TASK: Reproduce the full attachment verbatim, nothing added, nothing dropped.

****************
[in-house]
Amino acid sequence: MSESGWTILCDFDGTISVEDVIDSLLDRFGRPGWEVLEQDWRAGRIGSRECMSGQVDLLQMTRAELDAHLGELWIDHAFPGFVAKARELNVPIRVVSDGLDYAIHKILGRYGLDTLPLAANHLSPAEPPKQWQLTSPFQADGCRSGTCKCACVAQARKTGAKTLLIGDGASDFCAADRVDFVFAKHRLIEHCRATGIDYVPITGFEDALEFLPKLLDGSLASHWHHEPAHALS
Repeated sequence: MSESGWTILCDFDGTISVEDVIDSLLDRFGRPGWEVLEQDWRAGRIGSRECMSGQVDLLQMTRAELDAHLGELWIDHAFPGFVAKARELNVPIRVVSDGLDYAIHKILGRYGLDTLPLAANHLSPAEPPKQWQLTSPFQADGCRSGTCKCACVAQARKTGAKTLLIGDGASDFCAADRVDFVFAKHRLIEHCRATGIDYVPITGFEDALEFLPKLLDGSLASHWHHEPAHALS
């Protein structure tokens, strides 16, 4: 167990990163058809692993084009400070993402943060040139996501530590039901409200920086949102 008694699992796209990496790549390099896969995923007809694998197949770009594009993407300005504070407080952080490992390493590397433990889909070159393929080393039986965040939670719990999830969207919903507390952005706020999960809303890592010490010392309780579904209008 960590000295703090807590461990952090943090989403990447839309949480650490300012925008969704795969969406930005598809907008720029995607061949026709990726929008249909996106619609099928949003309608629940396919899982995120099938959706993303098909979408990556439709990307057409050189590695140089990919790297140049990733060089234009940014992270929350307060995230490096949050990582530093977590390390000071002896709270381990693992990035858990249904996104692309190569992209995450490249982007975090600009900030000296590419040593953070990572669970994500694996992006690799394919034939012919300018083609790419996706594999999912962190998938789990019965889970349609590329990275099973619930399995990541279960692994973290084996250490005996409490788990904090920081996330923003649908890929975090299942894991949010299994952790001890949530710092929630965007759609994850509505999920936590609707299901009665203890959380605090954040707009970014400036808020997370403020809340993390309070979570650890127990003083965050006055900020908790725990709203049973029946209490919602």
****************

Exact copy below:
[in-house]
Amino acid sequence: MSESGWTILCDFDGTISVEDVIDSLLDRFGRPGWEVLEQDWRAGRIGSRECMSGQVDLLQMTRAELDAHLGELWIDHAFPGFVAKARELNVPIRVVSDGLDYAIHKILGRYGLDTLPLAANHLSPAEPPKQWQLTSPFQADGCRSGTCKCACVAQARKTGAKTLLIGDGASDFCAADRVDFVFAKHRLIEHCRATGIDYVPITGFEDALEFLPKLLDGSLASHWHHEPAHALS
Repeated sequence: MSESGWTILCDFDGTISVEDVIDSLLDRFGRPGWEVLEQDWRAGRIGSRECMSGQVDLLQMTRAELDAHLGELWIDHAFPGFVAKARELNVPIRVVSDGLDYAIHKILGRYGLDTLPLAANHLSPAEPPKQWQLTSPFQADGCRSGTCKCACVAQARKTGAKTLLIGDGASDFCAADRVDFVFAKHRLIEHCRATGIDYVPITGFEDALEFLPKLLDGSLASHWHHEPAHALS
């Protein structure tokens, strides 16, 4: 167990990163058809692993084009400070993402943060040139996501530590039901409200920086949102 008694699992796209990496790549390099896969995923007809694998197949770009594009993407300005504070407080952080490992390493590397433990889909070159393929080393039986965040939670719990999830969207919903507390952005706020999960809303890592010490010392309780579904209008 960590000295703090807590461990952090943090989403990447839309949480650490300012925008969704795969969406930005598809907008720029995607061949026709990726929008249909996106619609099928949003309608629940396919899982995120099938959706993303098909979408990556439709990307057409050189590695140089990919790297140049990733060089234009940014992270929350307060995230490096949050990582530093977590390390000071002896709270381990693992990035858990249904996104692309190569992209995450490249982007975090600009900030000296590419040593953070990572669970994500694996992006690799394919034939012919300018083609790419996706594999999912962190998938789990019965889970349609590329990275099973619930399995990541279960692994973290084996250490005996409490788990904090920081996330923003649908890929975090299942894991949010299994952790001890949530710092929630965007759609994850509505999920936590609707299901009665203890959380605090954040707009970014400036808020997370403020809340993390309070979570650890127990003083965050006055900020908790725990709203049973029946209490919602």